This soursop cachaça cocktail is an aromatic tropical fruit cocktail whose two main ingredients compliment each other like a great combination and an excellent analogy describing it.
Obviously I’m incapable of coming up with one, so I’ll just move right along to the drink. (If you’re familiar with the ingredients, feel free to skip to the recipe.)
I first encountered soursop – also called guanábana, graviola, or custard apple – at the Chinatown market in Honolulu, HI, where I had it in a smoothie. If you’ve never eaten soursop, it’s sweet but tart, slightly acidic, and has a deeply fruity flavor that I will describe as “musky” at the risk of you hitting the back button. But just to be clear, I don’t mean “musky” in the sense of a middle school boy’s locker room. I mean it in the way that it’s rich and distinctly satisfying. Think pawpaw or cherimoya, if you’ve experienced the pleasure of either.
Cachaça is similarly full-flavored and makes the perfect combo for a soursop cocktail. The flavor varies from brand to brand, but it tends to be fruity and aromatic with tasting notes from grassy, to dried fruit, to caramelized sugar, all of which are delicious and make me question why there aren’t more mixologists and food blogs playing around with cachaça cocktails?!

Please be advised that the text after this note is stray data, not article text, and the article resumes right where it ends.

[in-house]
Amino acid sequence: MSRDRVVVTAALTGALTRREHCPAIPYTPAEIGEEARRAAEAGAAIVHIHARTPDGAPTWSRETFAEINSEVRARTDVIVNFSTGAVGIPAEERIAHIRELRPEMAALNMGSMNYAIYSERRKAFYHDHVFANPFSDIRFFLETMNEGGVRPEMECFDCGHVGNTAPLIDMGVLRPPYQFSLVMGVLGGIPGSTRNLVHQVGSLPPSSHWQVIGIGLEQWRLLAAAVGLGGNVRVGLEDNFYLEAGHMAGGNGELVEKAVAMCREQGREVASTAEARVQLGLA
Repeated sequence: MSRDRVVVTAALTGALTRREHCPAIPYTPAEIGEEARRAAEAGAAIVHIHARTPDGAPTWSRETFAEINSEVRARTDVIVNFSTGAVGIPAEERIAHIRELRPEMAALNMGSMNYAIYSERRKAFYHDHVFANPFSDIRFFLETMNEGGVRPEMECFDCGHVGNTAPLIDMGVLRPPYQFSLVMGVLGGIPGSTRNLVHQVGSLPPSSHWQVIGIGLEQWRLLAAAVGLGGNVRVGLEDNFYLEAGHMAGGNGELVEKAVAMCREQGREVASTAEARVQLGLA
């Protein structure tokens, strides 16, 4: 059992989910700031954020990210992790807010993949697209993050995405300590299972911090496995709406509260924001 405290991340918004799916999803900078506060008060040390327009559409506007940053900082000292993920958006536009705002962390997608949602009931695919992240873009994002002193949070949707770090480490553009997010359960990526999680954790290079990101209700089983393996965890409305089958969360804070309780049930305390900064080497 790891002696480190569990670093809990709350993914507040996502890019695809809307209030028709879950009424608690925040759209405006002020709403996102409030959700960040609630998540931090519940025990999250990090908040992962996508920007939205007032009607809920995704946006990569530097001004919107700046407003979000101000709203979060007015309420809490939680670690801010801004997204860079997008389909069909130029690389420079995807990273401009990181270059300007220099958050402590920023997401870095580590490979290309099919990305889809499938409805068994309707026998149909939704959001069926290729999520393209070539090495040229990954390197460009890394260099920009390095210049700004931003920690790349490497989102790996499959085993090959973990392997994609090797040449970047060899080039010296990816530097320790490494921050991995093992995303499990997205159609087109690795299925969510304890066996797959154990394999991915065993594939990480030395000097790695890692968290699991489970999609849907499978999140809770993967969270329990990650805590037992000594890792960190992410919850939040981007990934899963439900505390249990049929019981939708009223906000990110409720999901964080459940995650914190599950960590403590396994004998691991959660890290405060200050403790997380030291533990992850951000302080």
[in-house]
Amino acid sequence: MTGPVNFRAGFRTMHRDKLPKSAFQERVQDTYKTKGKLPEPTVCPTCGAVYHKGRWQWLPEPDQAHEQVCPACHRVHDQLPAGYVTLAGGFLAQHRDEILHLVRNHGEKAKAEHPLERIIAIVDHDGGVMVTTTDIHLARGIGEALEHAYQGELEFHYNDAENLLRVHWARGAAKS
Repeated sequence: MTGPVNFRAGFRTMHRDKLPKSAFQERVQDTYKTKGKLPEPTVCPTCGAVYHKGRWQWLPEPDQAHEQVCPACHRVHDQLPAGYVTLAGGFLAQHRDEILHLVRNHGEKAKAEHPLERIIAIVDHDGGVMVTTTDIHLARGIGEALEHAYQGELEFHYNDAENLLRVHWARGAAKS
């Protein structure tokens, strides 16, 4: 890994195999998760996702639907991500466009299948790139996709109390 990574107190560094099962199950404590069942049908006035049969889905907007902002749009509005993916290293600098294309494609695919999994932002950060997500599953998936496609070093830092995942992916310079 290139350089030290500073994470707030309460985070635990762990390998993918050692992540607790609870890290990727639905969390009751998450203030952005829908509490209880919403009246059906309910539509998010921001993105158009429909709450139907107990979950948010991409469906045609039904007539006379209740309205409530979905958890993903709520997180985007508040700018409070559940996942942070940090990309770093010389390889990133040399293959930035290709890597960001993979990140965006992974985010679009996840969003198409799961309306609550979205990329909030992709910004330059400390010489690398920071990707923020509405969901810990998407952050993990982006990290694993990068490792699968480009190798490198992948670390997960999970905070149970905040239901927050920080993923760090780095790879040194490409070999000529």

…That having been said, we unbiasedly recommend you try this soursop cachaça cocktail before you run off and make cachaça cocktails of your own.
For a quick rundown on cachaça itself, you can check out this article on Serious Eats.
Soursop Cachaça Cocktail
Soursop is difficult to find fresh (here in Maryland, at least), but thankfully you can grab yourself a can of soursop juice for about a buck in the “international” aisle of your grocery store or at most Asian/Latin markets. (We used this brand.) Frozen purees are also a good choice.
As for the cachaça, we went with Cuca Fresca. It’s lightly fruity, smooth, and well balanced. Leblon, which has a stronger caramelized flavor, is another great choice.
This recipe makes 1 soursop cachaça cocktail.
- 2 oz. cachaça
- 3 oz. soursop juice
- 1/2 oz. fresh lemon juice
- 4 tsp. powdered sugar
- pinch of salt
NOTE: When we say “pinch of salt,” we mean pinch. Like, a tiny, little baby bit. It’ll be just enough to help intensify the flavors.
How to Put It in Your Mouth
- Fill a pint glass with ice. Add ingredients and stir thoroughly to chill and dissolve the sugar.
Photography by Sarah Alice Photography.